Inaugural FHMRI Healthy Communities Symposium Explores Bridging Research and Policy Gap


The inaugural FHMRI Healthy Communities Symposium was held on Thursday 11 May at Tarntanyangga (Victoria Square) in Adelaide.

Over a hundred delegates attended in person or online, many of whom were our partners from Government and Communities organisations, including the Chief Public Health Officer, Professor Nicola Spurrier.

Isaac Hannam, a young Kaurna and Ngarrinjeri man provided a highly appreciated Welcome to Country, including experiences of his lineage that provided significant historical context for the day and some wonderful didgeridoo playing.

Professor Helen Milroy, Australia’s first Indigenous medical doctor and highly regarded expert in child and adolescent psychiatry provided an uplifting keynote address on the topic of Cultural Safety in Health and Medical Research. Helen talked about ways of knowing, ways of doing, and ways of being in a general context, before describing the Transforming Indigenous Mental Health and Wellbeing Project. Helen concluded with an incredible story about two worlds on either side of a river and the need for a bridge to allow people who originated on either side of the river to be able to spend time in both ‘worlds’. Helen’s presentation included a wide selection of her drawings, including the fantastic ‘Dance of Life’ [below].


Two sessions either side of lunch provided a showcase of the breadth of research being undertaken by FHMRI researchers in the fields of Public Health, Rural and Remote, Aboriginal and Torres Strait Islander Health and Mental Health and Wellbeing across South Australia and the Northern Territory. These sessions featured 22 short talks from PhD students to Discipline Leads.

The day concluded with a panel session on the topic “Public health interventions: bridging the research policy gap” chaired by Professor James Smith (Deputy Dean, Rural and Remote Health) with panellists:

  • A/Professor Carmel Williams, Director Centre for Health in all Policies Translation, Health Translation SA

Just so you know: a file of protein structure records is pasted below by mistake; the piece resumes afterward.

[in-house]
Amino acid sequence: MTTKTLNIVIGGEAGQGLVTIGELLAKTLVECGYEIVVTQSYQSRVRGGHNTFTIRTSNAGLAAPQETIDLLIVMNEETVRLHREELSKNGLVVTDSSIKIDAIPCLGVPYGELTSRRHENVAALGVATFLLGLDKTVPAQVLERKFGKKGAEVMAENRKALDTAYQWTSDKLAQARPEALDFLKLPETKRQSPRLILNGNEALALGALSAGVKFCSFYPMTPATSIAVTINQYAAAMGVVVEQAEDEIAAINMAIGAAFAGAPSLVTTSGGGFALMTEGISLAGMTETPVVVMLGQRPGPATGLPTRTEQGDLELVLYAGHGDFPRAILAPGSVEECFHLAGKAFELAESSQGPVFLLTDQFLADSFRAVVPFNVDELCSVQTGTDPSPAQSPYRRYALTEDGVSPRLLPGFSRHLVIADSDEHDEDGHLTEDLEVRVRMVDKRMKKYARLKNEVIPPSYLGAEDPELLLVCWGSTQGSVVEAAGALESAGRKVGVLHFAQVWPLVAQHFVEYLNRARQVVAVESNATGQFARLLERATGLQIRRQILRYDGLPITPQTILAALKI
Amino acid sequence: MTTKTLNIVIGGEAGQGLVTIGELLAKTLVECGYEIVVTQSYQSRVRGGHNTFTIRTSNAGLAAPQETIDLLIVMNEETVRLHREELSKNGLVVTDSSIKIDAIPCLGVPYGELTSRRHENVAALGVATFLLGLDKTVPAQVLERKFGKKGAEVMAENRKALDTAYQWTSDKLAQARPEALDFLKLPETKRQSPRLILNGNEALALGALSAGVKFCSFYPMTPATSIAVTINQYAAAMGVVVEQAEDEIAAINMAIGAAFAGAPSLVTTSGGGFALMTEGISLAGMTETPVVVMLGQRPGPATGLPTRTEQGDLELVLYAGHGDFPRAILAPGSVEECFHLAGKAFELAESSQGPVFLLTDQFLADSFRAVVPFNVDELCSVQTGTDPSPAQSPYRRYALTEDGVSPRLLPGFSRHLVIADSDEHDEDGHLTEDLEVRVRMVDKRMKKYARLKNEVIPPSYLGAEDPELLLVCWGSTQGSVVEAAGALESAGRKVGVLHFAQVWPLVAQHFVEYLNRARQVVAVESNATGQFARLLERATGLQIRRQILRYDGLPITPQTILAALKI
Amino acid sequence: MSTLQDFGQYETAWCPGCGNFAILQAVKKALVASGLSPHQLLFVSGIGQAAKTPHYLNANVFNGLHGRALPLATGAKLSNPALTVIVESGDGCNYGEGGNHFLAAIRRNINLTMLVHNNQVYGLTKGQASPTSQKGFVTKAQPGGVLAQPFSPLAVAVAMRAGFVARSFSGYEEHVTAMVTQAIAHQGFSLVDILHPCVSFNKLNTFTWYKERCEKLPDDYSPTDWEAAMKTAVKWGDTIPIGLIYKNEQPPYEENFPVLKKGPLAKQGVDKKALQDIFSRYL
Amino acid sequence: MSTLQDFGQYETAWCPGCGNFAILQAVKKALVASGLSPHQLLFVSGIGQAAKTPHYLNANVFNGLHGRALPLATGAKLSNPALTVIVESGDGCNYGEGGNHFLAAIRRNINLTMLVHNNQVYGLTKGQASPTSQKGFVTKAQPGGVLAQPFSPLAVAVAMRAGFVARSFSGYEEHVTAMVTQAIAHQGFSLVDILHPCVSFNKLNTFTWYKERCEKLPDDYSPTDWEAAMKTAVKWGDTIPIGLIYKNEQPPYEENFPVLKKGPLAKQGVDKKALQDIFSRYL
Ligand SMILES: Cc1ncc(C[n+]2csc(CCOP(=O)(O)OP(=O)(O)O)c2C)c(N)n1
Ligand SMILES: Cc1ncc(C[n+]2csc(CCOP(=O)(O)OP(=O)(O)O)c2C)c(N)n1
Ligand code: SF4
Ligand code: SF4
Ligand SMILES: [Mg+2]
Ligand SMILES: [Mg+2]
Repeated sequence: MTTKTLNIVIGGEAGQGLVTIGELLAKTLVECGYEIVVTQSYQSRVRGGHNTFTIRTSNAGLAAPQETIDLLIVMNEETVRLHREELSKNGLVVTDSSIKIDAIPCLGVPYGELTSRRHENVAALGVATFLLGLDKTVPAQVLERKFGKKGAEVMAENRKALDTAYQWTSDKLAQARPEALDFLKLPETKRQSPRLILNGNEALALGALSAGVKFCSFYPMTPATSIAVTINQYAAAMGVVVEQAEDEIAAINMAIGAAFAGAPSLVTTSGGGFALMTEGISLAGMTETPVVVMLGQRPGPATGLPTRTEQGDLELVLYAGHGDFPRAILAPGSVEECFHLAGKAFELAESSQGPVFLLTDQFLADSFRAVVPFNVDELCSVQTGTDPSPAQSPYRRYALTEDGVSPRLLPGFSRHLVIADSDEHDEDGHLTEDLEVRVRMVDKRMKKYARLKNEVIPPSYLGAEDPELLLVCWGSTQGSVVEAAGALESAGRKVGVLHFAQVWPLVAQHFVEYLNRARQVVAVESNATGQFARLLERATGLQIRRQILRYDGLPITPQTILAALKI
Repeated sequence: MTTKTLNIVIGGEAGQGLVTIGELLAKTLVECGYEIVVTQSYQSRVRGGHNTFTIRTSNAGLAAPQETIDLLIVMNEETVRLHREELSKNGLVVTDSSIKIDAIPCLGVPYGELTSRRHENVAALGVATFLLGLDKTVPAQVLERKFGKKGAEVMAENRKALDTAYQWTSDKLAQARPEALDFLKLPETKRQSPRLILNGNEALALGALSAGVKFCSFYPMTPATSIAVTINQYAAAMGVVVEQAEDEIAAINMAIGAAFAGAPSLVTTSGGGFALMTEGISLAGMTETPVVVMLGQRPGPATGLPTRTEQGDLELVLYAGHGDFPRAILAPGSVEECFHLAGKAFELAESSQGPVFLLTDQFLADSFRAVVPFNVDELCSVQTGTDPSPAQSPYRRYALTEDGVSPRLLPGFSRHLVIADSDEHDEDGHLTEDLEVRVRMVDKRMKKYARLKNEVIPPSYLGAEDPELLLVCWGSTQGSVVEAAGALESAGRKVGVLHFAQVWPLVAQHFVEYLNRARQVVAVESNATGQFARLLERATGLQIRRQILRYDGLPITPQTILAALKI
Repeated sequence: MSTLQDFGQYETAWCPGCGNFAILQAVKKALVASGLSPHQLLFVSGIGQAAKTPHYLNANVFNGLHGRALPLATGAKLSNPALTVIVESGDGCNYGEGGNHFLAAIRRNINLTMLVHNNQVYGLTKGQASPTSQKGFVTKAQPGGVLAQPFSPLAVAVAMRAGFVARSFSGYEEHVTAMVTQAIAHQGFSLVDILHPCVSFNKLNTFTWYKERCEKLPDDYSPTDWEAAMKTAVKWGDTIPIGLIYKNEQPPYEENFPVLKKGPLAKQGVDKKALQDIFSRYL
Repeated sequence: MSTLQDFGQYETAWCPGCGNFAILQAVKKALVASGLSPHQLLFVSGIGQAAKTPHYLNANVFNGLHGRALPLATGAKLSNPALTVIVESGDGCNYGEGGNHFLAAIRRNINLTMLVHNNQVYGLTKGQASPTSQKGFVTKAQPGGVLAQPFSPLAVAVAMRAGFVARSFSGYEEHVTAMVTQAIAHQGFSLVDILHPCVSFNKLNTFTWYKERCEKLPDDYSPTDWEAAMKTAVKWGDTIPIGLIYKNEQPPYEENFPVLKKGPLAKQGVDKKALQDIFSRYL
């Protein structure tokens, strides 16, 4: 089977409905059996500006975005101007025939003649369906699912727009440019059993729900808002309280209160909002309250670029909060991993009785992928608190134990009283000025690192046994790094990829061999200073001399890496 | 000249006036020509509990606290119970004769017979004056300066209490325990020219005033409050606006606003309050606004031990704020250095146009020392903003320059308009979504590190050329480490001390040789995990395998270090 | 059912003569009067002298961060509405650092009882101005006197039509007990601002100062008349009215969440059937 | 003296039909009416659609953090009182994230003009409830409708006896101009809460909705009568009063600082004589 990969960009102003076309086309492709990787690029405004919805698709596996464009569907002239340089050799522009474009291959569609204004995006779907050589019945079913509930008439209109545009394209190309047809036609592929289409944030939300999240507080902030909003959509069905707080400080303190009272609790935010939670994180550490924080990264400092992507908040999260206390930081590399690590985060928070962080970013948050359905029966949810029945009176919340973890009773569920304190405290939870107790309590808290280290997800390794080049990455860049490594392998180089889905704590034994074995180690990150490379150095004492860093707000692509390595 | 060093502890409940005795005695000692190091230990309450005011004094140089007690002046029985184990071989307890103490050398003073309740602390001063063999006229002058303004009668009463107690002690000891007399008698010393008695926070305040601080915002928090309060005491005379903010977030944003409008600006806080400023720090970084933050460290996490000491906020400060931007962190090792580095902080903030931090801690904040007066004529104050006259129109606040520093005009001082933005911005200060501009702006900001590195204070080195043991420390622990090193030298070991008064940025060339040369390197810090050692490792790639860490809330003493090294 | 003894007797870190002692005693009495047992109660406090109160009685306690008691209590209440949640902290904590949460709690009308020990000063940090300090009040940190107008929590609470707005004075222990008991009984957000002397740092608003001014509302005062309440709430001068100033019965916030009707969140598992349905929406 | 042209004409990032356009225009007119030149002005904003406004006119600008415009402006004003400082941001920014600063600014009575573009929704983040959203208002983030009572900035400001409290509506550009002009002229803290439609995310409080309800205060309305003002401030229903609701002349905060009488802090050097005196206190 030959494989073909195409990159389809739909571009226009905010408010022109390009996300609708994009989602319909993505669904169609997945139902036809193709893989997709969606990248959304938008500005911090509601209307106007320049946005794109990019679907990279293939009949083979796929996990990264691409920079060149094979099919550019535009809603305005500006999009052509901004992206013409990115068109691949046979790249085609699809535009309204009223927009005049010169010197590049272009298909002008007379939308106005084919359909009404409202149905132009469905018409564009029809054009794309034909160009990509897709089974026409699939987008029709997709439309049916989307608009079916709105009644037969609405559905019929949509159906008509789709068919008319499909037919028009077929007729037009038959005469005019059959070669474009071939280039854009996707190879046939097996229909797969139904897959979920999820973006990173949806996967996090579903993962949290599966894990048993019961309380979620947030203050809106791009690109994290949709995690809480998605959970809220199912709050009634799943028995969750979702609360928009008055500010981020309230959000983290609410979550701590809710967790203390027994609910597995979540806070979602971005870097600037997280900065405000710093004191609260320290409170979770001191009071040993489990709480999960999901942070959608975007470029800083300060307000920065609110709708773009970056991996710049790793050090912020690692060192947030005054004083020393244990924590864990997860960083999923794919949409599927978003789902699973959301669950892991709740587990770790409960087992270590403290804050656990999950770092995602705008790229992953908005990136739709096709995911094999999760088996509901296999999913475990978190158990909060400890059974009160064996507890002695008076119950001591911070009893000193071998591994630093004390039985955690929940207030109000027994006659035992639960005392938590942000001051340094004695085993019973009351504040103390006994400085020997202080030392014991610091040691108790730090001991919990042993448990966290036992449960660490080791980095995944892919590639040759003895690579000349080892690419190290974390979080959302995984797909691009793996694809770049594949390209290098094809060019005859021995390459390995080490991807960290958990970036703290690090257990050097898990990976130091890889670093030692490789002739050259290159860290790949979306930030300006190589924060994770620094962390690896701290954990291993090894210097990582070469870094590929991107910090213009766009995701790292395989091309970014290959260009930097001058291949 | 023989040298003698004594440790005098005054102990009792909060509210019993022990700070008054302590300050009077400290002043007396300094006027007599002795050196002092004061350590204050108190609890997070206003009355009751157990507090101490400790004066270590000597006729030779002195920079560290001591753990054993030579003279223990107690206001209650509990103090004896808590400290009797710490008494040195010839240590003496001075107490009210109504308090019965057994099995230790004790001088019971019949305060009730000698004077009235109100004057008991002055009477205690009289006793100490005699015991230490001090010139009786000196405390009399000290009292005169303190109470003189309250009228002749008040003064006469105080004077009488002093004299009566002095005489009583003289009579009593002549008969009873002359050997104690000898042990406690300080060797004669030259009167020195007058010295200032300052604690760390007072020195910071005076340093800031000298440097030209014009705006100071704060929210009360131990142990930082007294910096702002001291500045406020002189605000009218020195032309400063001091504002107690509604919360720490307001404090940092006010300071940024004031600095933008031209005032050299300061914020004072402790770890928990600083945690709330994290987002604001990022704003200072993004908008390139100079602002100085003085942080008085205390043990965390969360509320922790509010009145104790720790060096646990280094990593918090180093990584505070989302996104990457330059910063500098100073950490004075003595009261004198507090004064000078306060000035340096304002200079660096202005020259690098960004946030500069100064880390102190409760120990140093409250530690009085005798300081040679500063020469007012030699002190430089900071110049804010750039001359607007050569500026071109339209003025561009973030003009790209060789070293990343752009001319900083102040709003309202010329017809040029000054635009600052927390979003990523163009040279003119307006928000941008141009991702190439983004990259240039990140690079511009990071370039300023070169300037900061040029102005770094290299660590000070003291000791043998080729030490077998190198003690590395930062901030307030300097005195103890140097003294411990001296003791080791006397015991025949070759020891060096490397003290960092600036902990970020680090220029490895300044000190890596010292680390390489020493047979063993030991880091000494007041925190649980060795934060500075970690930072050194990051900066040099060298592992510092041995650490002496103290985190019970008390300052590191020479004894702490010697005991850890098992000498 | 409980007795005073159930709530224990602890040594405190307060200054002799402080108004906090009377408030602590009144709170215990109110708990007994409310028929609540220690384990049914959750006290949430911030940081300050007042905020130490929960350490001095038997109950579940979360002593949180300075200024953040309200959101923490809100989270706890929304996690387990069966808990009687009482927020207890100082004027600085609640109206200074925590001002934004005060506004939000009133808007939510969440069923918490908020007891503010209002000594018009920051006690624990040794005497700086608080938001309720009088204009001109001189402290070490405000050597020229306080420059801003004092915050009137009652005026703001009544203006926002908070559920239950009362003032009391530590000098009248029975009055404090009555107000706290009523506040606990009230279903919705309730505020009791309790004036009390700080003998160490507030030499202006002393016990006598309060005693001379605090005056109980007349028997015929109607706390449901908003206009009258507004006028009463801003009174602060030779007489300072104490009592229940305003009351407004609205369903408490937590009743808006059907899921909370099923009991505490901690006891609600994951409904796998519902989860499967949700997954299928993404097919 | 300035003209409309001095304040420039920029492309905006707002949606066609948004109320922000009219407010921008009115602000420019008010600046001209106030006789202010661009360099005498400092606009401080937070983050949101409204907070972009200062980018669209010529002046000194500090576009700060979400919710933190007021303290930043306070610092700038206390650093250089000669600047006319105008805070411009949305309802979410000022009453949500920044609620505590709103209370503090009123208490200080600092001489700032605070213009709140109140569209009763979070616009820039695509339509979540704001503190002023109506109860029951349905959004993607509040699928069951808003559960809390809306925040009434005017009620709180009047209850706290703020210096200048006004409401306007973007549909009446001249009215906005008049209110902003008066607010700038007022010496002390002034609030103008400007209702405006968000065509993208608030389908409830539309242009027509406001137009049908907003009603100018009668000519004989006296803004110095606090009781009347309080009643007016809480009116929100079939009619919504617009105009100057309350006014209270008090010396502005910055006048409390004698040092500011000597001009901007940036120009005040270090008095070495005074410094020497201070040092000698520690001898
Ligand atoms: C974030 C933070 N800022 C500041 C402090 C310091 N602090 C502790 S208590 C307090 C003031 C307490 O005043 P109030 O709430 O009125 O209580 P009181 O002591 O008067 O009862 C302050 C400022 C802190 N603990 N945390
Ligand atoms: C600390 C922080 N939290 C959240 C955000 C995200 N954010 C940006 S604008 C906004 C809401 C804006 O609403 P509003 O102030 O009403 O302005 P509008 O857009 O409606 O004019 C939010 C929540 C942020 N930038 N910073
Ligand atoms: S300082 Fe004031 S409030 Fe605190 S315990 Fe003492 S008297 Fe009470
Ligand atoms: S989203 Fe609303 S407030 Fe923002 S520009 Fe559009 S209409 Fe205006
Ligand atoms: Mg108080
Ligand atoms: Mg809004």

• Professor Ray Mahoney, Professor of Aboriginal and Torres Strait Islander Health and Discipline Lead for Population Health, Flinders University
  • Dr Sean Taylor, Executive Director Aboriginal Health & Diversity, NT Health
  • Dr Christabelle Darcy, Assistant Director, Program Evaluation Unit, NT Department of Treasury and Finance.

The panel discussed the low level of spending on public health interventions in Australia and the difficulties of getting politicians and their advisors to consider the long-term benefits of public health interventions. There was discussion about the political nuances of engaging with policy-makers and policy-making processes, with policy process likened to sausage making, and that it’s probably best that people can’t see how the various influences, industry, ministers, community leaders, advocates, and evidence are combined to form policy. Despite this, Christabelle emphasised the role of well-crafted research briefs – flat and factual, plain language summaries which aim to make research more accessible to policymakers. Sean emphasised the importance of including economic analyses when undertaking research and engaging with policymakers around public health interventions.

The event was well received by participants, in addition to the engrossing and motivational nature of Professor Milroy’s keynote address, participants commented on the value of the research snapshots provided by FHMRI researchers that illustrated the broad range of research being undertaken within the Healthy Communities theme. A similar event is planned for 2024.

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